BGP Zombies: An Analysis of Beacons Stuck Routes

  • Romain FontugneEmail author
  • Esteban Bautista
  • Colin Petrie
  • Yutaro Nomura
  • Patrice Abry
  • Paulo Goncalves
  • Kensuke Fukuda
  • Emile Aben
Conference paper
Part of the Lecture Notes in Computer Science book series (LNCS, volume 11419)


Network operators use the Border Gateway Protocol (BGP) to control the global visibility of their networks. When withdrawing an IP prefix from the Internet, an origin network sends BGP withdraw messages, which are expected to propagate to all BGP routers that hold an entry for that IP prefix in their routing table. Yet network operators occasionally report issues where routers maintain routes to IP prefixes withdrawn by their origin network. We refer to this problem as BGP zombies and characterize their appearance using RIS BGP beacons, a set of prefixes withdrawn every four hours. Across the 27 monitored beacon prefixes, we observe usually more than one zombie outbreak per day. But their presence is highly volatile, on average a monitored peer misses 1.8% withdraws for an IPv4 beacon (2.7% for IPv6). We also discovered that BGP zombies can propagate to other ASes, for example, zombies in a transit network are inevitably affecting its customer networks. We employ a graph-based semi-supervised machine learning technique to estimate the scope of zombies propagation, and found that most of the observed zombie outbreaks are small (i.e. on average 10% of monitored ASes for IPv4 and 17% for IPv6). We also report some large zombie outbreaks with almost all monitored ASes affected.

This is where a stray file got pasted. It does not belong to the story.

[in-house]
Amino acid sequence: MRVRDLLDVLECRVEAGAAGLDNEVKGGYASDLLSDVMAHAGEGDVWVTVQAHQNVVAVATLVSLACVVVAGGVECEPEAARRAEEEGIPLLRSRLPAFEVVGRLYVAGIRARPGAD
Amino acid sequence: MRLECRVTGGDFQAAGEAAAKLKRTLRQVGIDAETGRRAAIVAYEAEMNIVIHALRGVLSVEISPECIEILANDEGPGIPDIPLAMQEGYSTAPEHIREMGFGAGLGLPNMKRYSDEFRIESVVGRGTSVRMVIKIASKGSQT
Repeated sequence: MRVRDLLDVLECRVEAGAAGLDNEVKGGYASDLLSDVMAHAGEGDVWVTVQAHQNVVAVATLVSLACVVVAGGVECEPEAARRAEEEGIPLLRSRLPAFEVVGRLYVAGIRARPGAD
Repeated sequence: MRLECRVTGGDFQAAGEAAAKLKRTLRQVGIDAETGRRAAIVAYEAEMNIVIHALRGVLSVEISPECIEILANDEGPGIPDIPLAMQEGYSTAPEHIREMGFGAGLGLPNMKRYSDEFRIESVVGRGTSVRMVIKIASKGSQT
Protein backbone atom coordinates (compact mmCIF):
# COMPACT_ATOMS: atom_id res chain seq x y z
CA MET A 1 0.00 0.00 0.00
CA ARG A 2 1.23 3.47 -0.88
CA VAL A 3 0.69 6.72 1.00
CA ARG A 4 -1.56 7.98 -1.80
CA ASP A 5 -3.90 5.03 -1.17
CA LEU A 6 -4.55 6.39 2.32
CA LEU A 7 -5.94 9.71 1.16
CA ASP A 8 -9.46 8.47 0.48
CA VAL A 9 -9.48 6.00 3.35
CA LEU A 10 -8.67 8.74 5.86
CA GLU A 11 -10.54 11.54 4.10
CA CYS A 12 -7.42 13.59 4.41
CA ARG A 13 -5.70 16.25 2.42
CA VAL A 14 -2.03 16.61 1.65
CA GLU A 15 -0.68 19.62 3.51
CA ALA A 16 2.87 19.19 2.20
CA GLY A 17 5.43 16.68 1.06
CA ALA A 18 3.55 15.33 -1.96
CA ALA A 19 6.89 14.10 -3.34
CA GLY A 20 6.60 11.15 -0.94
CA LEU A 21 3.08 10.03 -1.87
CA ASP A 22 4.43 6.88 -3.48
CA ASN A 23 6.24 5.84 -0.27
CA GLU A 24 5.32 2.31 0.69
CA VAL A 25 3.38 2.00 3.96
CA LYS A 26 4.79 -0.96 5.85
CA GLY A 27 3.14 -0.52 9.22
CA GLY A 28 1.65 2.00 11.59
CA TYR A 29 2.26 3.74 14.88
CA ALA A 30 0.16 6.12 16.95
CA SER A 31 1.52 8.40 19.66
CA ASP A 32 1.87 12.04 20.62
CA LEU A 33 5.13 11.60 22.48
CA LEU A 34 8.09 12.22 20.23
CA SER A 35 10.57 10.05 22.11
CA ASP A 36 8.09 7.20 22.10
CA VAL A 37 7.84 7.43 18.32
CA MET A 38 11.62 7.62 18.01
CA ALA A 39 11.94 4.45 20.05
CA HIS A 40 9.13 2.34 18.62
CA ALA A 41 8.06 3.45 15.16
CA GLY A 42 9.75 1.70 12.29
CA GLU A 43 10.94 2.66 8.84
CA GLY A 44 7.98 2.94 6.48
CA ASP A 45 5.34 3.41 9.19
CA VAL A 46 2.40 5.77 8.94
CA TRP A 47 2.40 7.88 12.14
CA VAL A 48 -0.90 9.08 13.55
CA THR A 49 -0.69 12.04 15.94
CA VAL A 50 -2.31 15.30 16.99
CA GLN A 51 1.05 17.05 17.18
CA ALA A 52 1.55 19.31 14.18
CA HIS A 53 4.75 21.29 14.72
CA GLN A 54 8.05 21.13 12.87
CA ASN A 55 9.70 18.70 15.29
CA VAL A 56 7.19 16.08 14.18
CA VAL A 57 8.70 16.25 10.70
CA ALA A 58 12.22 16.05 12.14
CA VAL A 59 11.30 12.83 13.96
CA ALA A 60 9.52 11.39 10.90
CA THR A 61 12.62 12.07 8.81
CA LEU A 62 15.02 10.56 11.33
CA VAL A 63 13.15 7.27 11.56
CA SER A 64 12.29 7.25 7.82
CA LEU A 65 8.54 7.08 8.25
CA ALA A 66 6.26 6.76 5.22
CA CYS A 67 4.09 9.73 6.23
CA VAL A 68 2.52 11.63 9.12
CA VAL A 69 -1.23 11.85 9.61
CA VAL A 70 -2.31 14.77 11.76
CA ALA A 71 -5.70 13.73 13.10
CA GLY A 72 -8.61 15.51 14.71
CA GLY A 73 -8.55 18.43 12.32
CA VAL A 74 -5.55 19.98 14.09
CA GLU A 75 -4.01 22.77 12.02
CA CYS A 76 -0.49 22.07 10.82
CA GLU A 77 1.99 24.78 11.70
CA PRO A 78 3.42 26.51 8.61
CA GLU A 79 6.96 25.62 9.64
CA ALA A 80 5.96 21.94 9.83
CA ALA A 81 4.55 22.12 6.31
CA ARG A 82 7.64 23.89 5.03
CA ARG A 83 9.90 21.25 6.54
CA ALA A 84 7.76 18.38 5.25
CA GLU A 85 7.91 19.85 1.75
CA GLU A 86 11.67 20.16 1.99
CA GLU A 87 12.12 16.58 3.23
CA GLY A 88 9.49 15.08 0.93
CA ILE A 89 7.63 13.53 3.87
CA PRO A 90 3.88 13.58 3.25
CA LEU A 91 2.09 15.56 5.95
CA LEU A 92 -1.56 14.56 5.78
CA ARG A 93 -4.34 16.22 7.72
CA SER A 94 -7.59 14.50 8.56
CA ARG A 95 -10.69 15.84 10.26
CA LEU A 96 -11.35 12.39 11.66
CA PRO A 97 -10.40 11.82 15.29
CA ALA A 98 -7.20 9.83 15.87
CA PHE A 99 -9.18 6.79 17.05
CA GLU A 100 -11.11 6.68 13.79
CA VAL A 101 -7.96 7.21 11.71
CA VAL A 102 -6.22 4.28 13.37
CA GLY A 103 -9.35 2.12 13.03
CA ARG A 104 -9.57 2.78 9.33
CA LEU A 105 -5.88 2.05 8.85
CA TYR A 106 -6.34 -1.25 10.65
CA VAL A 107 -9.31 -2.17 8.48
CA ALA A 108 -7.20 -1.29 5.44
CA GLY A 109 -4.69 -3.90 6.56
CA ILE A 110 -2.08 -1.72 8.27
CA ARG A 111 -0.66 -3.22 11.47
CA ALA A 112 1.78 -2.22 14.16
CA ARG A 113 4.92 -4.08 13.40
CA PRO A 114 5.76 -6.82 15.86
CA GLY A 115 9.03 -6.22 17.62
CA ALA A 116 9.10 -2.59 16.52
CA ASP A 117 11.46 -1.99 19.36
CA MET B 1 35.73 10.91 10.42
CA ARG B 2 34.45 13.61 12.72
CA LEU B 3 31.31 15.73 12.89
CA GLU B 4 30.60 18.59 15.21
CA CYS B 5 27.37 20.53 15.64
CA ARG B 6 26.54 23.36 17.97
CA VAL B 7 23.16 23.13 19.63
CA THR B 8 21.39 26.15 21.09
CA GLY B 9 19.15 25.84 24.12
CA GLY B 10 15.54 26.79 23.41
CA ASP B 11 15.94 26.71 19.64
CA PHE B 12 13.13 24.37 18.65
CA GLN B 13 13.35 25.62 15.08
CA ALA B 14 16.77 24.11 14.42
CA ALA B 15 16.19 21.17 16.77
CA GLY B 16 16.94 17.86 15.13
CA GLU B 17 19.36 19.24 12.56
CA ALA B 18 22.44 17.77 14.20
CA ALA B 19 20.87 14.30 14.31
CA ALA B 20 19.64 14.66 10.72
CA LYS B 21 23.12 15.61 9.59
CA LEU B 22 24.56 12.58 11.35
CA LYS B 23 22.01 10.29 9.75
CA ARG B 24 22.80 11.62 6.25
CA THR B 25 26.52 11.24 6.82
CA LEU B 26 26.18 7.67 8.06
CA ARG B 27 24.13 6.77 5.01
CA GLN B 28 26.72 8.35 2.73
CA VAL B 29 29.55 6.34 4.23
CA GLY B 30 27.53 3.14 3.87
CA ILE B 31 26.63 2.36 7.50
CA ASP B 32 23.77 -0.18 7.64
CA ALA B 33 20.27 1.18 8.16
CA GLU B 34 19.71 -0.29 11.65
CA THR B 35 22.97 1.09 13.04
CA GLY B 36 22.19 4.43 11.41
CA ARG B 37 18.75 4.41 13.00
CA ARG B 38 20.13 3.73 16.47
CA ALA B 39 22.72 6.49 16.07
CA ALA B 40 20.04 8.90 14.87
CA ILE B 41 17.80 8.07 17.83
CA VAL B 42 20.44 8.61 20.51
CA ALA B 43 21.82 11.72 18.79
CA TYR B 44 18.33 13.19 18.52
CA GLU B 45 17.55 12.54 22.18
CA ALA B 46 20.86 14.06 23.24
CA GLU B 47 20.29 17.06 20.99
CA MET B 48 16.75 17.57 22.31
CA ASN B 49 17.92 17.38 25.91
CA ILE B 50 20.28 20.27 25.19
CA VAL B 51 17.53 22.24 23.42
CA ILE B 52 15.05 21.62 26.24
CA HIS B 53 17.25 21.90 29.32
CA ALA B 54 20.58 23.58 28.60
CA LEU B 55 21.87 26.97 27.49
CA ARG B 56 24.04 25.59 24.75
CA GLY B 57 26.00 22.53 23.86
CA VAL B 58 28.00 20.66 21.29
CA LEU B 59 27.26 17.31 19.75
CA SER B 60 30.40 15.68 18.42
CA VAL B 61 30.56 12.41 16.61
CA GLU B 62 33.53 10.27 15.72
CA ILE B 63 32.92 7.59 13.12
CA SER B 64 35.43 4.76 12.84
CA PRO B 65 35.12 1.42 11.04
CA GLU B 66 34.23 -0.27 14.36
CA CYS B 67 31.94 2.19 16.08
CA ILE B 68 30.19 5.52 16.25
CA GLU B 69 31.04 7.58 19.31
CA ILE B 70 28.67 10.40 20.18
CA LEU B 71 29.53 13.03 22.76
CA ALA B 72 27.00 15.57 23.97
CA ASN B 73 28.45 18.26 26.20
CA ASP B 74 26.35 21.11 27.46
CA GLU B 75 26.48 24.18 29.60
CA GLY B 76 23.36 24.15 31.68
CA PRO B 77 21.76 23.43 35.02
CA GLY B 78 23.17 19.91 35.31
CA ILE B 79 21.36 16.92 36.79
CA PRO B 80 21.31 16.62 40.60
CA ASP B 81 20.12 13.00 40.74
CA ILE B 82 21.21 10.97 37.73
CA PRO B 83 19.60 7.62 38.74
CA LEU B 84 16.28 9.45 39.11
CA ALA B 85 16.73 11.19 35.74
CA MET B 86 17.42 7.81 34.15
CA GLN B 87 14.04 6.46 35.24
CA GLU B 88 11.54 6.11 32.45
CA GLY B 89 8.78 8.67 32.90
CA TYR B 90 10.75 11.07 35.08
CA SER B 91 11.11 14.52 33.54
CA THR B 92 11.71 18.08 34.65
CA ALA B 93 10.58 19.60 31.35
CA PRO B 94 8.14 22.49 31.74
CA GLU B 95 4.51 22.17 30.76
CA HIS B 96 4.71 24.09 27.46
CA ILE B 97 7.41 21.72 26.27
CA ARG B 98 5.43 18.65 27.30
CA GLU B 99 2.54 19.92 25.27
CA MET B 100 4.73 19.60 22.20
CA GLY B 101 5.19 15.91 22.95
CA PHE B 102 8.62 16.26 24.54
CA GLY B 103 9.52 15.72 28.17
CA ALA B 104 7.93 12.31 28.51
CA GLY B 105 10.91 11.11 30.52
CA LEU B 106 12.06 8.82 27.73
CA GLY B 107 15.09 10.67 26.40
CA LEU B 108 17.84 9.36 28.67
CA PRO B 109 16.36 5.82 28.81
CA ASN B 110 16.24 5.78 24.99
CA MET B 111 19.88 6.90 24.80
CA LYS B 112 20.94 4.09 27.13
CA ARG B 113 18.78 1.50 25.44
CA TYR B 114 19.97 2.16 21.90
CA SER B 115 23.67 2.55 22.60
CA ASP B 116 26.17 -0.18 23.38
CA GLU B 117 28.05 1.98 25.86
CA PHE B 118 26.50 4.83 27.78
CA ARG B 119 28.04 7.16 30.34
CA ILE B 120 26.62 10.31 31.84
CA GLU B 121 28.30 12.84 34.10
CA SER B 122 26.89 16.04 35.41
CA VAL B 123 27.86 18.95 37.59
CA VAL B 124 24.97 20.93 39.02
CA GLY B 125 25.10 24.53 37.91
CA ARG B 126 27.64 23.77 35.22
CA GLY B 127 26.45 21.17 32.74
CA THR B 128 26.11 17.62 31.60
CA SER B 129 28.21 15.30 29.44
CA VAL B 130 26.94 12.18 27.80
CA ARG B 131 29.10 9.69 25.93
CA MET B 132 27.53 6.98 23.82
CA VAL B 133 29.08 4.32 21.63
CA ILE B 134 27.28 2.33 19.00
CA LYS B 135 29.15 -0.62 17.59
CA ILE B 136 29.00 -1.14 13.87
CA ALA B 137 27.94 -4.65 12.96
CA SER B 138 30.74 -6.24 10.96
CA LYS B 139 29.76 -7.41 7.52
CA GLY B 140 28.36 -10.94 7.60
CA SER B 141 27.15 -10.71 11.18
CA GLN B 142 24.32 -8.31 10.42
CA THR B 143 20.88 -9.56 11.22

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Copyright information

© Springer Nature Switzerland AG 2019

Authors and Affiliations

  • Romain Fontugne
    • 1
    Email author
  • Esteban Bautista
    • 2
  • Colin Petrie
    • 3
  • Yutaro Nomura
    • 4
  • Patrice Abry
    • 5
    • 6
  • Paulo Goncalves
    • 2
  • Kensuke Fukuda
    • 6
  • Emile Aben
    • 3
  1. 1.IIJ Research LabTokyoJapan
  2. 2.Univ Lyon, Ens de Lyon, Inria, CNRS, UCB Lyon 1LyonFrance
  3. 3.RIPE NCCAmsterdamNetherlands
  4. 4.The University of TokyoTokyoJapan
  5. 5.Univ Lyon, Ens de Lyon, Univ Claude Bernard, CNRS, Laboratoire de PhysiqueLyonFrance
  6. 6.NII/SokendaiTokyoJapan

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